In addition, official statements make clear that under the new M&A Safe Harbor Policy, DOJ will expect an acquiring company to “fully remediate” the misconduct within one (1) year from the closing date. In her statements, DAG Monaco slightly tempered these “clear baselines,” stating that they are “subject to a reasonableness analysis” because “deals differ and not every transaction is the same.”6 She also indicated that prosecutors could extend these baselines based on the facts and circumstances of the particular transaction, but she was quick to clarify that any companies that detect potential national security-related misconduct will likely be held to a higher standard and would be given less leeway on the timing of their disclosure.

During her remarks, DAG Monaco also made two important changes concerning how DOJ would treat the presence of “aggravating factors” in connection with self-disclosures in the M&A context. Under the CEP, the existence of aggravating factors–such as high-level executive involvement, extraordinarily high profits, or pervasiveness of wrongdoing geographically or across business units–generally could be used by DOJ to overcome the presumption of a declination and justify a criminal enforcement action. However, DAG Monaco explained that under the new M&A Safe Harbor Policy, a self-report that included such aggravating factors at an acquired company would not be used by DOJ to overcome the presumption of a declination or otherwise impact the acquiring company’s ability to receive a declination. Second, DAG Monaco stated that, under the new M&A Safe Harbor Policy, DOJ would not consider any self-disclosure as a negative factor as part of DOJ’s normal “recidivist” analysis, meaning that a self-reporting company would not be dinged, both at the time of the self-report if it had a previous conviction or if the company were to get into trouble for unrelated conduct in the future. Both concessions also could prove to be relatively significant factors in a company’s analysis whether to self-report.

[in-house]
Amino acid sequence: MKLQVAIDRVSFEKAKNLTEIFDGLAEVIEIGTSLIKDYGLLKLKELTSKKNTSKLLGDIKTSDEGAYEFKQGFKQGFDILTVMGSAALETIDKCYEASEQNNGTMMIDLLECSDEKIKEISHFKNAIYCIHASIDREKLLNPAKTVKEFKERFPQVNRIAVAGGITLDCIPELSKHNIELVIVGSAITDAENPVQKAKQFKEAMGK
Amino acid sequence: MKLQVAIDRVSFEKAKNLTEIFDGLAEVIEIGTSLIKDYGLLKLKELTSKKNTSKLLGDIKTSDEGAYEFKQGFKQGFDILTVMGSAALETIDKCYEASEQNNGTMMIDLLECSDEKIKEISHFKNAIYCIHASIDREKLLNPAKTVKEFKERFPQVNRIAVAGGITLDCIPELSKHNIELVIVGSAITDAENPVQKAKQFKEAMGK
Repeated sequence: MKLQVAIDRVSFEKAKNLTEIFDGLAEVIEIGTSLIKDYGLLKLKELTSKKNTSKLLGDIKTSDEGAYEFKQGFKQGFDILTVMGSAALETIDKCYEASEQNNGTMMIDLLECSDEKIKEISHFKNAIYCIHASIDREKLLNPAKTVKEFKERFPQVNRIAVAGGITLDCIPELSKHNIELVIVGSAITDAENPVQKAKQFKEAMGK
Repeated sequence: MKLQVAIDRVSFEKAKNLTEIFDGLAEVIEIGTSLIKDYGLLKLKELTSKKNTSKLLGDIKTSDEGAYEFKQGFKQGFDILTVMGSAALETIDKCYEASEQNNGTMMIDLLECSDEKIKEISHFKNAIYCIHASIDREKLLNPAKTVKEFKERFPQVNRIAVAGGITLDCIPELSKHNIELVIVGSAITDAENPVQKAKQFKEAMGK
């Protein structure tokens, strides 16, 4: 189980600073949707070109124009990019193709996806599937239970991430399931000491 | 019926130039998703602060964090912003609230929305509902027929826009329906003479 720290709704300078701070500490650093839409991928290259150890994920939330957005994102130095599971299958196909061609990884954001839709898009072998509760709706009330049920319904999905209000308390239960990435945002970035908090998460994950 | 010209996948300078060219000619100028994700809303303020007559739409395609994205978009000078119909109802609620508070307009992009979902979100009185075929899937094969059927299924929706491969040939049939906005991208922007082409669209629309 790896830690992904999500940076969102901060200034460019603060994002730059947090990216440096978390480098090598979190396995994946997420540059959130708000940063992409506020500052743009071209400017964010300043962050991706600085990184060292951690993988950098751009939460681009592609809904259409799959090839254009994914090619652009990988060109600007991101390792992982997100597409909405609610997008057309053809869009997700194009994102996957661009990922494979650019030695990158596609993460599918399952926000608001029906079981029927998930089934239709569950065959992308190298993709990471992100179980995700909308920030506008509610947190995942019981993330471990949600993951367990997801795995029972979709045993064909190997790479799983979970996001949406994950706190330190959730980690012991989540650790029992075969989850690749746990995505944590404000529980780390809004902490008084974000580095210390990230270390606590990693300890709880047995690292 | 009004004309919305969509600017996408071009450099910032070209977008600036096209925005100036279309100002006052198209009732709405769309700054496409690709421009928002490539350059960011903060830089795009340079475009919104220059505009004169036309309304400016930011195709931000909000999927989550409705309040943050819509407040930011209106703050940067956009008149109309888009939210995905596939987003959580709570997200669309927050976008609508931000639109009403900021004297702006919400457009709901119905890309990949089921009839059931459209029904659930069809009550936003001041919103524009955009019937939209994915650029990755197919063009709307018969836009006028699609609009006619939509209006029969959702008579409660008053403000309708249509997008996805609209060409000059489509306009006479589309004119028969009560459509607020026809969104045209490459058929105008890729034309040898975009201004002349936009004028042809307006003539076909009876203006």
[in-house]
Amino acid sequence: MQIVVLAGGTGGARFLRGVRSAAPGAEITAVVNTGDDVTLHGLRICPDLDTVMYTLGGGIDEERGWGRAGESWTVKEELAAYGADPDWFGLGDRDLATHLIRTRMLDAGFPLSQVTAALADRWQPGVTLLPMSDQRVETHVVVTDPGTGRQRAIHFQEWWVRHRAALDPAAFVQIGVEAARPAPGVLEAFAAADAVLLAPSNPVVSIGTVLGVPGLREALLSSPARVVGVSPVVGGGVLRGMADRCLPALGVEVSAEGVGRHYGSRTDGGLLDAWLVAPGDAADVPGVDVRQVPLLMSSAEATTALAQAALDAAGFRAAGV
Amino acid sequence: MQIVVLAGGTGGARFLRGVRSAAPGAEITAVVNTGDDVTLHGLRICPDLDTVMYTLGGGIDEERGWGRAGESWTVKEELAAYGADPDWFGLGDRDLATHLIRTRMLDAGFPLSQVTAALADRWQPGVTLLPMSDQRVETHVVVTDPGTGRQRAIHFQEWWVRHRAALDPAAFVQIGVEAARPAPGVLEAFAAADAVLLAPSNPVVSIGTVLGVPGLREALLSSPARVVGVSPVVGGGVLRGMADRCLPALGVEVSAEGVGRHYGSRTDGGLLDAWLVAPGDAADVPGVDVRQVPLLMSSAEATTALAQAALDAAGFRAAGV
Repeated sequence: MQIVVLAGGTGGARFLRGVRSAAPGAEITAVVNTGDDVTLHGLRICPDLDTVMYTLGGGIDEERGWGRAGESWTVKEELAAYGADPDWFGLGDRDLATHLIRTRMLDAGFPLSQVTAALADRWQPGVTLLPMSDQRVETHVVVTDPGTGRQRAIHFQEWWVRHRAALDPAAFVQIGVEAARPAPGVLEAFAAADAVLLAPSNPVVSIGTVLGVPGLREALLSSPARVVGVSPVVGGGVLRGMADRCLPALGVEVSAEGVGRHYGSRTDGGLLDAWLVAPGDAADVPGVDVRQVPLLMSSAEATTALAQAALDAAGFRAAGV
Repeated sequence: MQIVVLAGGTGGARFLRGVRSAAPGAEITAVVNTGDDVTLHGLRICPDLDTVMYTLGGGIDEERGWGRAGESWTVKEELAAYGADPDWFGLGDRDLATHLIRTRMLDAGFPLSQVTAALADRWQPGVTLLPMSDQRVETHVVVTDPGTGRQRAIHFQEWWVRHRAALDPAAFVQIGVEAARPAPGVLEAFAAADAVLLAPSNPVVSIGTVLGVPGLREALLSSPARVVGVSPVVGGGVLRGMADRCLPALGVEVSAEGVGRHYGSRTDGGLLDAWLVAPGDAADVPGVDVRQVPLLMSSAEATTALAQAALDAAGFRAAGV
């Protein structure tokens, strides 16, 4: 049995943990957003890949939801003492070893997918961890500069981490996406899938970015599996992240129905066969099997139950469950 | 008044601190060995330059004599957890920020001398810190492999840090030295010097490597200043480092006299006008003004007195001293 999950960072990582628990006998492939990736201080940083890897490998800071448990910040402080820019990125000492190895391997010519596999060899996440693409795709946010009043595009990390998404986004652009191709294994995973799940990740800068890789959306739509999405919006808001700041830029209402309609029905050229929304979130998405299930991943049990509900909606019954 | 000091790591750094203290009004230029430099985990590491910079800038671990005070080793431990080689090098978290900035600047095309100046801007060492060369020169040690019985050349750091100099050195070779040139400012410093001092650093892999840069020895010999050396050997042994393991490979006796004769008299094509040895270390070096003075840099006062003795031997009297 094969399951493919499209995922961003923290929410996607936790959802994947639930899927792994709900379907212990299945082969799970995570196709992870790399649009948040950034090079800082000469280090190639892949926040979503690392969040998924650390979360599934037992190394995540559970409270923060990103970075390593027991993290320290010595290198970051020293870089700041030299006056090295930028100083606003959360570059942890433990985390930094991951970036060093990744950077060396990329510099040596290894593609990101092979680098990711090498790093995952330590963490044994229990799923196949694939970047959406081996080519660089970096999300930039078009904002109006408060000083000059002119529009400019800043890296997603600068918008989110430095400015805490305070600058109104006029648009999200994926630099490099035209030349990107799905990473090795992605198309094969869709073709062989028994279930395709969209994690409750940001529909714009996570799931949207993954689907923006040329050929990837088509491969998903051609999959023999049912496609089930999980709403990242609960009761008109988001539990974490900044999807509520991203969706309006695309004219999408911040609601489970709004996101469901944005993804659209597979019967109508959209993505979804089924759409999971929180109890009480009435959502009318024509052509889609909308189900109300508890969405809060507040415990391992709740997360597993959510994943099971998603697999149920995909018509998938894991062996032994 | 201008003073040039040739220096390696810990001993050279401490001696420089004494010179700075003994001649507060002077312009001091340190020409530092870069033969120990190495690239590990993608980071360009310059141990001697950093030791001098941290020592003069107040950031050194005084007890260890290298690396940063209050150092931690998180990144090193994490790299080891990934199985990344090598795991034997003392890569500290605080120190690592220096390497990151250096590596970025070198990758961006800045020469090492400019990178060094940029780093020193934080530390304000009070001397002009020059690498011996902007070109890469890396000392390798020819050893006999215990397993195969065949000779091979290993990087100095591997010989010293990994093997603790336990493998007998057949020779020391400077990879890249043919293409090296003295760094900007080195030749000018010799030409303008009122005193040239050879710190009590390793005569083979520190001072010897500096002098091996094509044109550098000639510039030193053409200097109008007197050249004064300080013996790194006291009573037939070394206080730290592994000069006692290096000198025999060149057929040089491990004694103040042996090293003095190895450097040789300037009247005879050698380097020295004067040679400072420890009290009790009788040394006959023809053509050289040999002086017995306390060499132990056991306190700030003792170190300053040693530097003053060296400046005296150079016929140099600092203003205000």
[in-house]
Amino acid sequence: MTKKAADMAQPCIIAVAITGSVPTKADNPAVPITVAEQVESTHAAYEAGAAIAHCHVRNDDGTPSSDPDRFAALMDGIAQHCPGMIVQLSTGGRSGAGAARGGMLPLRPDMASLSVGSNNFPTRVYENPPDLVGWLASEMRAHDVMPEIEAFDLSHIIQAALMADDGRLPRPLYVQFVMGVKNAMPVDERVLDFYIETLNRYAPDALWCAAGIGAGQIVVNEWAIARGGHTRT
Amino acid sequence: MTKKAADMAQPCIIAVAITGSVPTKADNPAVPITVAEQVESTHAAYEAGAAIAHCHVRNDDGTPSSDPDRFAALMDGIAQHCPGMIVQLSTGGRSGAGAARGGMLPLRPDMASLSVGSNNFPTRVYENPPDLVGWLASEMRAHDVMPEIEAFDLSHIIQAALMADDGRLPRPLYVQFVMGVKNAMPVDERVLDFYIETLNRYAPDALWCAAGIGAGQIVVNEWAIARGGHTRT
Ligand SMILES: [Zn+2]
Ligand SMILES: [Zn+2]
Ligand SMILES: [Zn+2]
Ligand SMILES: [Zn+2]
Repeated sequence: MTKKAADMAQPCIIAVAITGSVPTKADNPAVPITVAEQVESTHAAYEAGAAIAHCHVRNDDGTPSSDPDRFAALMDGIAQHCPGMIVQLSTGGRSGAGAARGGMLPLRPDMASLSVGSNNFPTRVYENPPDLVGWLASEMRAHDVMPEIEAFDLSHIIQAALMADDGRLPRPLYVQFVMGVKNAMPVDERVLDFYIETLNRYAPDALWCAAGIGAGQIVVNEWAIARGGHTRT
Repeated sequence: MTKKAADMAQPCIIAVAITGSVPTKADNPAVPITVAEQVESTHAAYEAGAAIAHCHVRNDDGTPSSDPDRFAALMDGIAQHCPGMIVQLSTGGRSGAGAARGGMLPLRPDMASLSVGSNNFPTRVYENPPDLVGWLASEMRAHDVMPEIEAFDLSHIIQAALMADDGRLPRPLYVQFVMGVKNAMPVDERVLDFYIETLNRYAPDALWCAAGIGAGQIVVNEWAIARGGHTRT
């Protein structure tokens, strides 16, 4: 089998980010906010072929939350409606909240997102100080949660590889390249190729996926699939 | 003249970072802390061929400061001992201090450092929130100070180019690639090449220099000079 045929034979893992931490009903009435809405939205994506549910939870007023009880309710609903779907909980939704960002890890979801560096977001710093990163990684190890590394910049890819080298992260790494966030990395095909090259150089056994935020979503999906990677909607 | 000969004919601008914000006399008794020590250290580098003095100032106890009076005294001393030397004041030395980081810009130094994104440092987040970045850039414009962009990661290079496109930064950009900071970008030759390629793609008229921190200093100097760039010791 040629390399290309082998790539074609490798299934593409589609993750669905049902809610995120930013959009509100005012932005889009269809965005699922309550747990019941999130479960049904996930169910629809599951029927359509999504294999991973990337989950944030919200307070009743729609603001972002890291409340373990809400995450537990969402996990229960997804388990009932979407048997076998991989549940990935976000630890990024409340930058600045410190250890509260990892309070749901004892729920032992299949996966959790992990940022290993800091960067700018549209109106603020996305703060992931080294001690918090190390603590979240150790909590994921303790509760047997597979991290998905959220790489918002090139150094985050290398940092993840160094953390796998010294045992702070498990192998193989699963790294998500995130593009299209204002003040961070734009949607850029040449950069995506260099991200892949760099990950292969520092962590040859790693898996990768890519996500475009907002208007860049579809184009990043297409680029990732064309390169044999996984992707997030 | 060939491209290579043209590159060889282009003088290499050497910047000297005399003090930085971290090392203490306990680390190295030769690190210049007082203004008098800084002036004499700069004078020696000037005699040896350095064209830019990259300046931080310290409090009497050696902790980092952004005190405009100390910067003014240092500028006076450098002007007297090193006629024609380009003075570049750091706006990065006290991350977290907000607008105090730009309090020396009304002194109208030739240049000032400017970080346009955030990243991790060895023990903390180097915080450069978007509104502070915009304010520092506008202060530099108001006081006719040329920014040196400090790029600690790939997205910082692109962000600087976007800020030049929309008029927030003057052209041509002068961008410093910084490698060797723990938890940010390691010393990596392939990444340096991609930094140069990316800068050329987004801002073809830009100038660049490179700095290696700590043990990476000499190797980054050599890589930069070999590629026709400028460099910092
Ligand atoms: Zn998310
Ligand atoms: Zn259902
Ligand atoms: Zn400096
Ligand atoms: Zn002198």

DAG Monaco also encouraged companies to conduct robust pre- and post-acquisition due diligence in connection with M&A deals. She cautioned that companies that fail to perform effective due diligence will be subject to full successor liability for misconduct that is later discovered. She also reiterated existing DOJ policy that DOJ would not credit self-reports that companies were legally required to disclose, for example in connection with certain national security or government contracting matters, and DOJ will not treat as a self-report any information that was already known or under investigation by DOJ. In sum, DAG Monaco explained the goal of the M&A Safe Harbor Policy is to encourage good companies to acquire and remediate problems at bad ones, saying: “good companies — those that invest in strong compliance programs — will not be penalized for lawfully acquiring companies when they do their due diligence and discover and self-disclose misconduct.”7

Significant Disincentives May Still Exist

Notwithstanding the several new incentives that appear to be present in DOJ’s M&A Safe Harbor Policy, significant disincentives remain. As noted above, in addition to requiring full remediation of the problems that are identified within a year of disclosure, the M&A Safe Harbor Policy continues to require companies to fully cooperate with DOJ’s investigation against individuals, which in practice could mean costly and voluminous document reviews and productions and facilitating interviews for current and former employees, which can be expensive endeavors. More significantly, the M&A Safe Harbor Policy continues to require an acquiring company to disgorge all profits and pay restitution to victims, which in larger cases could result in financial costs of millions, or even tens of millions, of dollars. Finally, DOJ officials have been silent about whether DOJ will continue its practice of publicizing the names of companies that receive declinations under the CEP, even if a declination results from a self-disclosure pursuant to the new M&A Safe Harbor Policy. This means that companies that make the decision to self-report may still need to suffer at least one “bad news day,” and such disclosures could also result in derivative litigation costs and reputational harm.

What This Means for You